Getting married is a lovely fantasy, but in reality, the months leading up to your big day can be like walking a tightrope with a ticking time bomb in your hand. Many things have to be executed with perfect timing or – boom! – you’re scrambling to put everything back together.
Follow these steps to defuse any issues:
1. Line up your marriage documents.
Weddings are fun but keep in mind the important part: you’re entering a legally binding contract, one of the most important of your life. The legal aspect of marriage affects your finances, your career, and your future. Getting the paperwork right is crucial and shouldn’t wait until the last moment.
Marriage licenses within the United States may be obtained by citizens regardless of where you reside (for instance, if you’re from New York and want to get married in Las Vegas, you may get a license there as long as you have proper documentation). There’s only one state, Montana, where blood tests (for rubella) are still required. Most states have minimal requirements for marriage records, such as both parties being at least age 18, but several have mandatory waiting periods of 24 hours to about three days – and a 30- to 180-day period to use the marriage license before it expires.
Regardless of where the ceremony takes place, you’re likely to need a copy of your birth certificate from the state where you were born, which can take several weeks, and if you’re planning a religious ceremony, you may need to request a baptismal certificate or other proof of milestones from your faith.
Destination weddings outside U.S. borders have varying requirements, including a lengthy waiting period, particularly for divorcees who wish to remarry, on the island of St. Maarten. Marriages held in Turks and Caicos or the Dominican Republic must make time to have a sworn statement of single status notarized by an official. Other locations may require both prospective spouses to appear when making the marriage license application.
If you’re divorced, an official copy of your divorce decree will be required as proof, regardless of where you plan to remarry. And if you were widowed, you need to produce proof of your former spouse’s demise.
2. Lock down the venue.
Popular locations for receptions may be booked a year or more in advance, particularly in metropolitan areas. If you have less than a year to plan you could do a weekday evening wedding instead of a full Saturday event, and that off-peak option might allow you to book your favorite band, get the caterer you want, and to save money as well.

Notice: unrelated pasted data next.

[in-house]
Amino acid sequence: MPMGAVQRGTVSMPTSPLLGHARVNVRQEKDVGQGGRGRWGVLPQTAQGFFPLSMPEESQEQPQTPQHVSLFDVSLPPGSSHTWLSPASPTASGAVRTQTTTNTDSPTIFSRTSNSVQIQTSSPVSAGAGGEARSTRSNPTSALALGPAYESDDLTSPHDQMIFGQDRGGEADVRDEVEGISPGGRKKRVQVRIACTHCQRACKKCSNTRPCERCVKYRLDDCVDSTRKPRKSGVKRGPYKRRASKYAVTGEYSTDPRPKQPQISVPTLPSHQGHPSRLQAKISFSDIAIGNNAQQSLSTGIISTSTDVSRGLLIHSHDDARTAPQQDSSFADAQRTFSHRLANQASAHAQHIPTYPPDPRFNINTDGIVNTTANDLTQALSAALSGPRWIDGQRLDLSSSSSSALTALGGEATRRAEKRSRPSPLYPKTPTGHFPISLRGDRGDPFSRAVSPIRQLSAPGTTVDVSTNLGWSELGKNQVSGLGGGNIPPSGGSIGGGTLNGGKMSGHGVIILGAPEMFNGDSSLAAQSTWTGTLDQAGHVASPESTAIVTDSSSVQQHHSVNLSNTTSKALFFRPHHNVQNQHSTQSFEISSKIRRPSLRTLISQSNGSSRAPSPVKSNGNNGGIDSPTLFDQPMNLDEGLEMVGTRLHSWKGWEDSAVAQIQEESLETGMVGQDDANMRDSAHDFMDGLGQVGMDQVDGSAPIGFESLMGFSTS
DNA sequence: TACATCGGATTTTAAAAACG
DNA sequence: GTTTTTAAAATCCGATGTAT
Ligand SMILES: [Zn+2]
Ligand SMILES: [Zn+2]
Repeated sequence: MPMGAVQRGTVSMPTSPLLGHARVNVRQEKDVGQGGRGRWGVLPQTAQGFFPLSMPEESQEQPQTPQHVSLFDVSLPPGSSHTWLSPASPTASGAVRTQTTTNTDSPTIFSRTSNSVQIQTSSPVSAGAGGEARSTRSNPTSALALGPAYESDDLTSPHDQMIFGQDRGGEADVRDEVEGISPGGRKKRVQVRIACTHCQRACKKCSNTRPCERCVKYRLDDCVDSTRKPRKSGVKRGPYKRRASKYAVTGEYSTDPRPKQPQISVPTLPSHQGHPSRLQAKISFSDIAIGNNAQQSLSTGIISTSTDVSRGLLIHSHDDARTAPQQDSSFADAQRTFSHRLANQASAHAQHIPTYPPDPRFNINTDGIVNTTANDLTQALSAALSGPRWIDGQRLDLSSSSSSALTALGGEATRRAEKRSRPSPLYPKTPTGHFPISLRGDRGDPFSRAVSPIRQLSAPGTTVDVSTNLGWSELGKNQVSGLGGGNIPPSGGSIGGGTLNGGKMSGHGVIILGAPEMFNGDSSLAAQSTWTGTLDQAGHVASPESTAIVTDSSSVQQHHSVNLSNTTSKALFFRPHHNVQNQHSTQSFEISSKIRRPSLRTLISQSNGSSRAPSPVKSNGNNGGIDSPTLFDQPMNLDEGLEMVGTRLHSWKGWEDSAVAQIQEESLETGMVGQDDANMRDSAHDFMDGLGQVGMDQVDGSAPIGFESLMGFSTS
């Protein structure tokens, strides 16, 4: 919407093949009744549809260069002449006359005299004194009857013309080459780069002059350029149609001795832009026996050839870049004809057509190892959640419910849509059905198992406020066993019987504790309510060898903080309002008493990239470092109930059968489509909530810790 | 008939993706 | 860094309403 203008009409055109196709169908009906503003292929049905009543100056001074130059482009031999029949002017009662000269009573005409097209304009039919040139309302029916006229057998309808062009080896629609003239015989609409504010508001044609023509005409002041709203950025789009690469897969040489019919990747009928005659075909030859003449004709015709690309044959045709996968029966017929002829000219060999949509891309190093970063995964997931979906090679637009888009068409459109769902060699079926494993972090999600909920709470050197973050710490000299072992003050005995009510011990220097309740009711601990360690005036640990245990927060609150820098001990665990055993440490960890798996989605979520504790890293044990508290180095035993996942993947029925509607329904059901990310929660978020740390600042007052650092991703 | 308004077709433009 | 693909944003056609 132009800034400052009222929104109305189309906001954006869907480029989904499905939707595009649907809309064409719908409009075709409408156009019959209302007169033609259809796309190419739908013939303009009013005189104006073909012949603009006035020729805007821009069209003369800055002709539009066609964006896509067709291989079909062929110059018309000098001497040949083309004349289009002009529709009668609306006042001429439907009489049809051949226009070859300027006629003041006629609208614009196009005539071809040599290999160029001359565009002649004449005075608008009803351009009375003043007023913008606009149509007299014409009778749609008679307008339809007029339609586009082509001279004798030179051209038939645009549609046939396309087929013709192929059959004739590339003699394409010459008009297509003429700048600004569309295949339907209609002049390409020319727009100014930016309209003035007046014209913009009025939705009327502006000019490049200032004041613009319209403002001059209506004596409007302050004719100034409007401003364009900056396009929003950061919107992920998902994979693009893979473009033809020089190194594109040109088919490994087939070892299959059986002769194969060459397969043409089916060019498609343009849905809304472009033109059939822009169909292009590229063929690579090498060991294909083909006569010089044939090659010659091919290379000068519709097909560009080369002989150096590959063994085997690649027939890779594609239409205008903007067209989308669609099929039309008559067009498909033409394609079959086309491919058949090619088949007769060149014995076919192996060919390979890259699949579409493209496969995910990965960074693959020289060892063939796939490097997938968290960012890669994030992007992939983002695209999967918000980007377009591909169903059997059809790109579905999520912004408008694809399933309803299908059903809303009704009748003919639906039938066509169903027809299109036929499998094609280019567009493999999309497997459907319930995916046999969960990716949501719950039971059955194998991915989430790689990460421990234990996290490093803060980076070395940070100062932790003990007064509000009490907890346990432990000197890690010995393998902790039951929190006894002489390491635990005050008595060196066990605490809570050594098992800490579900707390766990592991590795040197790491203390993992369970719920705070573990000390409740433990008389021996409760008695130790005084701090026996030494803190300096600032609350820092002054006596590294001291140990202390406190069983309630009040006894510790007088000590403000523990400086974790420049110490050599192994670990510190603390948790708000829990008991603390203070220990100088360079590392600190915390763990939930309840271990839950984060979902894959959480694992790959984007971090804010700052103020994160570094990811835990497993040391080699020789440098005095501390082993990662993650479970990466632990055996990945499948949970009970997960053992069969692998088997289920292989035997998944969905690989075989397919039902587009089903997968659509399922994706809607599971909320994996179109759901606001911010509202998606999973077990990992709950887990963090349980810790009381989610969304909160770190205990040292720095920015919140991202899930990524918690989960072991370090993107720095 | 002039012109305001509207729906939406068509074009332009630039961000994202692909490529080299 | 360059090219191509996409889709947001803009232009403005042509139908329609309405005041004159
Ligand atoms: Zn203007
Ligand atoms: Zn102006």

3. Make sure your invitations go out on time.
If you’ve planned a destination wedding, consider how much planning time is reasonable for people traveling from out of state. Destination weddings require at least six to eight months of planning time, making those “save the date” pre-invitation cards absolutely indispensable. If you’re planning on a place closer to home, six week’s notice is considered enough for invitations. Printing can be done within a couple of weeks, but be sure to proofread closely as getting one digit of the date or time incorrect can be a disaster!
4. Plan for alterations.
Unless you’ve been a certain size all your life, the stress of planning a wedding as well as all of the bridesmaids’ nights out may take a toll on you. Let the alterations of the wedding dress and suit wait until about two to four weeks before the big day to ensure the best possible fit. Be sure to bring the shoes you plan to wear.
5. Perform check-ins.
Call your vendors two weeks before the event to make sure everyone is on track and keeping your event on their radar. Take time to go over the details you’ve laid out in your contract with each (cake, flowers, catering, music, reception venue, photographer, minister, hair stylist) to ensure a smooth ride. This way if some unforeseen event takes place they will be ready to communicate any substitutions or issues with you. Ask questions like, “Where can we do photos if it’s raining?” and “How many extra dinners will be available if my cousins show up?”
6. Rehearse more than once.
It’s common to gather members of the wedding party the night before to run through the planned steps of a wedding, but there’s no rule that says it can’t be done two weeks beforehand with a few stand-ins for people who can’t be there. That way you may catch some imperfections such as the placement of floral arrangements or a better musical selection for the soloist.